The world’s leading authority on the subject, Transparency International, also regards government as the ubiquitous perpetrator. It defines corruption as “the abuse of entrusted power for private gain”, which it addresses in 18 categories, all of which entail government. Even the “private sector” category is mostly about government corruption. Transparency International reports, for instance, that “a fifth of executives surveyed by EY claimed to have lost business to a competitor who paid bribes”.
Leon Louw is executive director of the Free Market Foundation and what appears above is an extract from his opinion piece Corruption flourishes in hothouse of bureaucracy which first appeared in Business Day today.
A RECENT column in City Press echoed a common refrain, when it said, “Corruption has two sides: a giver and a taker.” The Congress of South African Trade Unions (Cosatu) agrees: “There are two sides to corruption…. For every corrupt councillor or public official there is a corrupt businessman or woman.”
They are wrong. There is really only one side to corruption: government. The other “side” is many sides; a bewildering array of organisations, civilians and government employees in their private capacities. Most people are on the other side of government corruption at least once.
Apologists for governments being the overwhelming common denominator blame “giver” victims instead of “taker” perpetrators.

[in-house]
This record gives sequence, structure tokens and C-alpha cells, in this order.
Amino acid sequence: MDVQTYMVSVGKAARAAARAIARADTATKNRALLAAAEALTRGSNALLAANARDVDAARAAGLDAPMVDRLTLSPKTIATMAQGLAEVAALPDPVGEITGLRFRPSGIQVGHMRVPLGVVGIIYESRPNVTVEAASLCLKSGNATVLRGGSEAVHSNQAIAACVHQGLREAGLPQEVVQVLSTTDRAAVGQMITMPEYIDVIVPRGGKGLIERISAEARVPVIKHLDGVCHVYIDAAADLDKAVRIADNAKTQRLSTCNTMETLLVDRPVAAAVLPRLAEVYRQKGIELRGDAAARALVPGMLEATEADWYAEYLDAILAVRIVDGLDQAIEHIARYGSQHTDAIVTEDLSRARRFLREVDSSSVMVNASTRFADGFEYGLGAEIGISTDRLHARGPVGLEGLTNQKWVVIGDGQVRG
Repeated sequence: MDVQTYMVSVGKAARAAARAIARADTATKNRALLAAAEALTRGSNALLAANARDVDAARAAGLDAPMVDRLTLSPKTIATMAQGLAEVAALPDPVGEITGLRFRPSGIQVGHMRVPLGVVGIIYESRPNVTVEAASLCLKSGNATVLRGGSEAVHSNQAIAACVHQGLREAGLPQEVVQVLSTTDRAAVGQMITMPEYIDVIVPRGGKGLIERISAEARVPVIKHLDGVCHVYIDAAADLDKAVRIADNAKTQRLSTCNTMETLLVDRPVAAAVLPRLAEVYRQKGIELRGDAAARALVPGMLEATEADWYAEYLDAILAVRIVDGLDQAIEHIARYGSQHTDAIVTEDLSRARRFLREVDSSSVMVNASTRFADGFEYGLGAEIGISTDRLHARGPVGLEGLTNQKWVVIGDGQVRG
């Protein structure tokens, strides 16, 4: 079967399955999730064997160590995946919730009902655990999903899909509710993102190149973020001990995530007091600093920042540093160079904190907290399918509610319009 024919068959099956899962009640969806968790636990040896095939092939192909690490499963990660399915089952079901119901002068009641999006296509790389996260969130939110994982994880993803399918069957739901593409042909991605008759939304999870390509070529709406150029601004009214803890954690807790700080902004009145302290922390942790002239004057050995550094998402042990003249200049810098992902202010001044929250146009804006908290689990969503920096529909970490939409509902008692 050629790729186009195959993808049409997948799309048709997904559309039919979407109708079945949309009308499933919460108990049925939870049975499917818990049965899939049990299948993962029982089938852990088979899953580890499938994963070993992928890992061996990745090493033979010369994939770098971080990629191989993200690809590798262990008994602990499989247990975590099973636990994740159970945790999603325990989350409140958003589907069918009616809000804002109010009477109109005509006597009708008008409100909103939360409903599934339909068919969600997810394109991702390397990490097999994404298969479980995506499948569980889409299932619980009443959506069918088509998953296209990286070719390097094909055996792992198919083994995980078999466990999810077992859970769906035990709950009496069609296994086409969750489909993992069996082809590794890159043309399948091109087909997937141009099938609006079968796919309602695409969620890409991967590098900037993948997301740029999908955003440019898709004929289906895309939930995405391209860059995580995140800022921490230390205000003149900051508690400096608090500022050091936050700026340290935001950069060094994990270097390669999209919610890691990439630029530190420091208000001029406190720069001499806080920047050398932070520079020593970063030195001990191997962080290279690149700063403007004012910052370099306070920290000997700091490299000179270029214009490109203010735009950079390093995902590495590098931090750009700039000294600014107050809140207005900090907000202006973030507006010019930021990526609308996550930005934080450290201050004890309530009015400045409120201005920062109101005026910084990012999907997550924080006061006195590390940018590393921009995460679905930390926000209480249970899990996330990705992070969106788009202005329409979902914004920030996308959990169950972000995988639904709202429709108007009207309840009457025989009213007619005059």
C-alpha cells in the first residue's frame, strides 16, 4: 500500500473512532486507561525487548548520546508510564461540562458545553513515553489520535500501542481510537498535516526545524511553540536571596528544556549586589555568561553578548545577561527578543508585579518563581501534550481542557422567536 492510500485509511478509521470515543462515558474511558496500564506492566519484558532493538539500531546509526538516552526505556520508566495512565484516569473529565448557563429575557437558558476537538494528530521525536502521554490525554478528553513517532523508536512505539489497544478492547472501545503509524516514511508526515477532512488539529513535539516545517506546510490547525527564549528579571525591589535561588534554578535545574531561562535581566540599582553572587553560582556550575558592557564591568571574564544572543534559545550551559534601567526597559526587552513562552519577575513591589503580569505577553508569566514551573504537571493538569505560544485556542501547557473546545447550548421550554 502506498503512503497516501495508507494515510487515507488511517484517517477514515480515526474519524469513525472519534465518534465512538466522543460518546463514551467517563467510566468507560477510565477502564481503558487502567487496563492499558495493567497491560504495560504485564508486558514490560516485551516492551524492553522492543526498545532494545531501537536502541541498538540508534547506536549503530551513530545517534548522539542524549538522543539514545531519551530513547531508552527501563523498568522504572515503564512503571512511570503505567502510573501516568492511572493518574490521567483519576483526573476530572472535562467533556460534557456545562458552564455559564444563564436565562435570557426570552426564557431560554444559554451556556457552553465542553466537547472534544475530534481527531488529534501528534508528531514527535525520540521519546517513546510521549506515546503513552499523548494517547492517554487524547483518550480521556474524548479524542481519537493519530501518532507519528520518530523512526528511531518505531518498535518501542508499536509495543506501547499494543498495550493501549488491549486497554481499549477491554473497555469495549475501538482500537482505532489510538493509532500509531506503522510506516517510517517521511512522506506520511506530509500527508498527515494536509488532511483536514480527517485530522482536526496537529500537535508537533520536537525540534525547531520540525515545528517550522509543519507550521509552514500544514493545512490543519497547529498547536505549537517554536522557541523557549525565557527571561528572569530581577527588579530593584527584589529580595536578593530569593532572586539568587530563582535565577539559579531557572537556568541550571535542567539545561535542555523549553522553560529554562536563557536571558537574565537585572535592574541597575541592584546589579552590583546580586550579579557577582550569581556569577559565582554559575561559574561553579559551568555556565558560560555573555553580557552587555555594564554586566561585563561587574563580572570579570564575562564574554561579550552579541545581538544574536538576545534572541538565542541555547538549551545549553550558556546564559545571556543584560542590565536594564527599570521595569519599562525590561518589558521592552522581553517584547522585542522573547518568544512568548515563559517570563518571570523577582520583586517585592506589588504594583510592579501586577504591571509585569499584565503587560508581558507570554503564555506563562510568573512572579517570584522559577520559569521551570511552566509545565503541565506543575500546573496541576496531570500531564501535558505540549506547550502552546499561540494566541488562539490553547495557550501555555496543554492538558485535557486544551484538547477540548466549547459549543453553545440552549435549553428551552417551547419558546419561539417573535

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To their credit, Cosatu and the South African Communist Party have been among the most vociferous critics of corruption. Despite the fact that everything they publish laments government corruption, their ideological immune system protects them from the obvious conclusion that it is due to the kind of government power they promote.
By convoluted logic, they blame “capitalism” for what the government does. “The problem,” they say, “has always been the capitalist system” because “people … tempt and corrupt public representatives”. Poor babies!
Cosatu and others presume that corruption involves “public representatives” because it usually does. The reason is not rocket science, yet eludes most commentators. The main cause of corruption is discretionary power. If official X has the power to say “yes” to A and “no” to B, X is likely to be wealthy. It would be a strange world were it not so.
The two sides to corruption are not so much a “giver” and a “taker” as one with government power and one without. Freer economies are associated with less corruption simply because they have, by definition, less discretionary power.
South Africa is “founded on … the supremacy of … the rule of law”, according to our constitution. The “rule of law” as opposed to “the rule of man” implies either the absence of discretionary power or the presence of effective checks and balances where it is considered unavoidable.
Faith in “fighting” corruption reflects misconceptions about its nature. It can be discontinued, not “fought”, by the repeal of antimarket controls and parastatal privileges. Despite protestations to the contrary, advocates of interventionism are unwitting advocates of corruption. The devil could not have maximised corruption more effectively than the present tsunami of controls and bureaucratic empires.